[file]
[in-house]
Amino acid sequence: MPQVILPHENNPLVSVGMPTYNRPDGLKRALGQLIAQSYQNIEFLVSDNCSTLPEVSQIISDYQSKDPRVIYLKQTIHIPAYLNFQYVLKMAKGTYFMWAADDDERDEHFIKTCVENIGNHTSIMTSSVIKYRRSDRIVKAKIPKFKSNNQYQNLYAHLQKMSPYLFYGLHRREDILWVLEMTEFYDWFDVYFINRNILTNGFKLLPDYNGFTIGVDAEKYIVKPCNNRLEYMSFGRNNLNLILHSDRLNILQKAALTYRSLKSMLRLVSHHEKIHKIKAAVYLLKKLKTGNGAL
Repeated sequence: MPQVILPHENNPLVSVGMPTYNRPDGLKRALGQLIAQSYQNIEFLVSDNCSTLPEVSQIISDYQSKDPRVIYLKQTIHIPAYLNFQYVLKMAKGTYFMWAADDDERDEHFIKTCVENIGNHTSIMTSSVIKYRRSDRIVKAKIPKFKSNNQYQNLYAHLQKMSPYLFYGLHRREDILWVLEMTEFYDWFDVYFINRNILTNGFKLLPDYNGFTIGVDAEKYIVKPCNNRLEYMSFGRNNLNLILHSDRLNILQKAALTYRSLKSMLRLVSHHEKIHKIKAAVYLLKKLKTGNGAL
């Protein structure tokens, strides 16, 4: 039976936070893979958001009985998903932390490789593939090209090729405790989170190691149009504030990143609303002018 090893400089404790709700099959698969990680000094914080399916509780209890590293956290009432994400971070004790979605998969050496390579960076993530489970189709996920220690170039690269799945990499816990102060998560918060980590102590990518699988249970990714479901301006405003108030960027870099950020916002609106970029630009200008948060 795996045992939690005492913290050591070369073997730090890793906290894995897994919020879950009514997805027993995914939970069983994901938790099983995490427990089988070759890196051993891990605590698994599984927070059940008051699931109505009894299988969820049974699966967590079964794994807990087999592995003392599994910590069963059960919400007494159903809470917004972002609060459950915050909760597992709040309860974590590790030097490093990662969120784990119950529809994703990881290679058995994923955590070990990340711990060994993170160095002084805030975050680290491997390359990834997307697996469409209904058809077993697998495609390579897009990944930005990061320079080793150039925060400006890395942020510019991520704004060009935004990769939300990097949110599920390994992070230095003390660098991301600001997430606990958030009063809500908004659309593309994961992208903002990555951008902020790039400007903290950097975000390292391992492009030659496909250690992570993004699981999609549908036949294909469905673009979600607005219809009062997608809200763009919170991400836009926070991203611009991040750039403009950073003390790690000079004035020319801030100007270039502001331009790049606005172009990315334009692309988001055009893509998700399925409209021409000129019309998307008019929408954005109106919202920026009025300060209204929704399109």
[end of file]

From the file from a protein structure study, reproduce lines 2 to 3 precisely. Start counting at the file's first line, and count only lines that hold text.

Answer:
Amino acid sequence: MPQVILPHENNPLVSVGMPTYNRPDGLKRALGQLIAQSYQNIEFLVSDNCSTLPEVSQIISDYQSKDPRVIYLKQTIHIPAYLNFQYVLKMAKGTYFMWAADDDERDEHFIKTCVENIGNHTSIMTSSVIKYRRSDRIVKAKIPKFKSNNQYQNLYAHLQKMSPYLFYGLHRREDILWVLEMTEFYDWFDVYFINRNILTNGFKLLPDYNGFTIGVDAEKYIVKPCNNRLEYMSFGRNNLNLILHSDRLNILQKAALTYRSLKSMLRLVSHHEKIHKIKAAVYLLKKLKTGNGAL
Repeated sequence: MPQVILPHENNPLVSVGMPTYNRPDGLKRALGQLIAQSYQNIEFLVSDNCSTLPEVSQIISDYQSKDPRVIYLKQTIHIPAYLNFQYVLKMAKGTYFMWAADDDERDEHFIKTCVENIGNHTSIMTSSVIKYRRSDRIVKAKIPKFKSNNQYQNLYAHLQKMSPYLFYGLHRREDILWVLEMTEFYDWFDVYFINRNILTNGFKLLPDYNGFTIGVDAEKYIVKPCNNRLEYMSFGRNNLNLILHSDRLNILQKAALTYRSLKSMLRLVSHHEKIHKIKAAVYLLKKLKTGNGAL